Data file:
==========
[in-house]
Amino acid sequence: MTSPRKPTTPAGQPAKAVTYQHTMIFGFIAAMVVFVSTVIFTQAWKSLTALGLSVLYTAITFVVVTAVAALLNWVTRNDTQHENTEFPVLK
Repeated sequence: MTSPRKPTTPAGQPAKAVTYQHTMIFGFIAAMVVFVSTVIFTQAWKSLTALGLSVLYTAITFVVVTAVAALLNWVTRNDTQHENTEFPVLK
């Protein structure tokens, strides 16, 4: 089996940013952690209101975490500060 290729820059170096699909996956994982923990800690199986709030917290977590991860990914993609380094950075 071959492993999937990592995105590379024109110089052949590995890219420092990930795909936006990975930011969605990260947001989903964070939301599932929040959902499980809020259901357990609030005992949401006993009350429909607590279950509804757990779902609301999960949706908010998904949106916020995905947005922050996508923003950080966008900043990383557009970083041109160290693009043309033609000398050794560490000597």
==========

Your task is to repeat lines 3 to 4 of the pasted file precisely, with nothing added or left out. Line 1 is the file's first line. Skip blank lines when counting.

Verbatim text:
Repeated sequence: MTSPRKPTTPAGQPAKAVTYQHTMIFGFIAAMVVFVSTVIFTQAWKSLTALGLSVLYTAITFVVVTAVAALLNWVTRNDTQHENTEFPVLK
């Protein structure tokens, strides 16, 4: 089996940013952690209101975490500060 290729820059170096699909996956994982923990800690199986709030917290977590991860990914993609380094950075 071959492993999937990592995105590379024109110089052949590995890219420092990930795909936006990975930011969605990260947001989903964070939301599932929040959902499980809020259901357990609030005992949401006993009350429909607590279950509804757990779902609301999960949706908010998904949106916020995905947005922050996508923003950080966008900043990383557009970083041109160290693009043309033609000398050794560490000597």